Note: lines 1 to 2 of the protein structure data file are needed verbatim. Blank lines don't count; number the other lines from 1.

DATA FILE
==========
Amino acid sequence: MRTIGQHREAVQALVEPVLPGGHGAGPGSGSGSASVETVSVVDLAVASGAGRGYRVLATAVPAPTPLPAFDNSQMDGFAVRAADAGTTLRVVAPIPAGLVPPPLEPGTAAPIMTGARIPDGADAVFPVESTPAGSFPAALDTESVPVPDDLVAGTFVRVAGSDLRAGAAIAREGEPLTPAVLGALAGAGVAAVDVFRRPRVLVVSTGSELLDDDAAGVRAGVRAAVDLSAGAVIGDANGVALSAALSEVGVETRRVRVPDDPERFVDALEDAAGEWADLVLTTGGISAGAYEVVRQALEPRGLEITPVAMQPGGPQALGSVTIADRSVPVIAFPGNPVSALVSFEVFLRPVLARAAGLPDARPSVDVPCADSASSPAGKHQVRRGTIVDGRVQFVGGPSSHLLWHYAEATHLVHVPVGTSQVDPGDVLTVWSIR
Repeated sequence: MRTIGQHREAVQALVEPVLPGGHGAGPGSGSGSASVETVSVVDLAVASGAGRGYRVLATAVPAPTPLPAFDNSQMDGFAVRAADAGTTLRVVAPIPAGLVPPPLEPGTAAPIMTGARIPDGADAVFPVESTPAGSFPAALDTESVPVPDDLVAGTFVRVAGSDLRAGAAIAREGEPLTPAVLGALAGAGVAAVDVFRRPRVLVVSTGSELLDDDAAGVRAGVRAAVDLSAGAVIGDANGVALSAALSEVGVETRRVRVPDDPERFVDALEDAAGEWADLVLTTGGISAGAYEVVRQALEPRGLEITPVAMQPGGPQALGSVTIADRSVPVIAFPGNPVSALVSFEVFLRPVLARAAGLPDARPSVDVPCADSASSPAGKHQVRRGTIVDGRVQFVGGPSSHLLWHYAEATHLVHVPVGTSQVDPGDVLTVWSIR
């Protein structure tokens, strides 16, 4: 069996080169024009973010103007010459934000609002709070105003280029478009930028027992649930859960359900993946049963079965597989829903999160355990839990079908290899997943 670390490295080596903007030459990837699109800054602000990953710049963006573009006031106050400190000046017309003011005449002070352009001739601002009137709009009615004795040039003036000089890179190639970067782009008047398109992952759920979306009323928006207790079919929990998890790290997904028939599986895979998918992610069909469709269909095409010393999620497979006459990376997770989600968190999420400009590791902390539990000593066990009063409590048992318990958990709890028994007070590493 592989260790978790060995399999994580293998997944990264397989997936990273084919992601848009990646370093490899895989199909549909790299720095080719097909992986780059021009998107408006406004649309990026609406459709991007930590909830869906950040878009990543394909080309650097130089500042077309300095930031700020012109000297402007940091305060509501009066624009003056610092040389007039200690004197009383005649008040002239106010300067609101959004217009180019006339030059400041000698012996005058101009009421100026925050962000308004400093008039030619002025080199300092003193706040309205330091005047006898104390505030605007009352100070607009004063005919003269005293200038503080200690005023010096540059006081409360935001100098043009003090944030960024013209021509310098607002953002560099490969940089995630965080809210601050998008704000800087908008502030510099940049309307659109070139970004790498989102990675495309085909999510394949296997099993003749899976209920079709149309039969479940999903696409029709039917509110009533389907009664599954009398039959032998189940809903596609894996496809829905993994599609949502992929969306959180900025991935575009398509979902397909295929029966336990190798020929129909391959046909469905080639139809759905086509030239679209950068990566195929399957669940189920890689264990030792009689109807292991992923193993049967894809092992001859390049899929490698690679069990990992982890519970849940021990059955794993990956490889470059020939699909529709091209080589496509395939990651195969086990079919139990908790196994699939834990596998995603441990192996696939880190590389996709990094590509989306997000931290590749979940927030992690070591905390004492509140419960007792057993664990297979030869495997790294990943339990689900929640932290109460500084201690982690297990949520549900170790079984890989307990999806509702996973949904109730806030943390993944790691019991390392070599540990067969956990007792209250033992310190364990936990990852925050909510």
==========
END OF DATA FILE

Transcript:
Amino acid sequence: MRTIGQHREAVQALVEPVLPGGHGAGPGSGSGSASVETVSVVDLAVASGAGRGYRVLATAVPAPTPLPAFDNSQMDGFAVRAADAGTTLRVVAPIPAGLVPPPLEPGTAAPIMTGARIPDGADAVFPVESTPAGSFPAALDTESVPVPDDLVAGTFVRVAGSDLRAGAAIAREGEPLTPAVLGALAGAGVAAVDVFRRPRVLVVSTGSELLDDDAAGVRAGVRAAVDLSAGAVIGDANGVALSAALSEVGVETRRVRVPDDPERFVDALEDAAGEWADLVLTTGGISAGAYEVVRQALEPRGLEITPVAMQPGGPQALGSVTIADRSVPVIAFPGNPVSALVSFEVFLRPVLARAAGLPDARPSVDVPCADSASSPAGKHQVRRGTIVDGRVQFVGGPSSHLLWHYAEATHLVHVPVGTSQVDPGDVLTVWSIR
Repeated sequence: MRTIGQHREAVQALVEPVLPGGHGAGPGSGSGSASVETVSVVDLAVASGAGRGYRVLATAVPAPTPLPAFDNSQMDGFAVRAADAGTTLRVVAPIPAGLVPPPLEPGTAAPIMTGARIPDGADAVFPVESTPAGSFPAALDTESVPVPDDLVAGTFVRVAGSDLRAGAAIAREGEPLTPAVLGALAGAGVAAVDVFRRPRVLVVSTGSELLDDDAAGVRAGVRAAVDLSAGAVIGDANGVALSAALSEVGVETRRVRVPDDPERFVDALEDAAGEWADLVLTTGGISAGAYEVVRQALEPRGLEITPVAMQPGGPQALGSVTIADRSVPVIAFPGNPVSALVSFEVFLRPVLARAAGLPDARPSVDVPCADSASSPAGKHQVRRGTIVDGRVQFVGGPSSHLLWHYAEATHLVHVPVGTSQVDPGDVLTVWSIR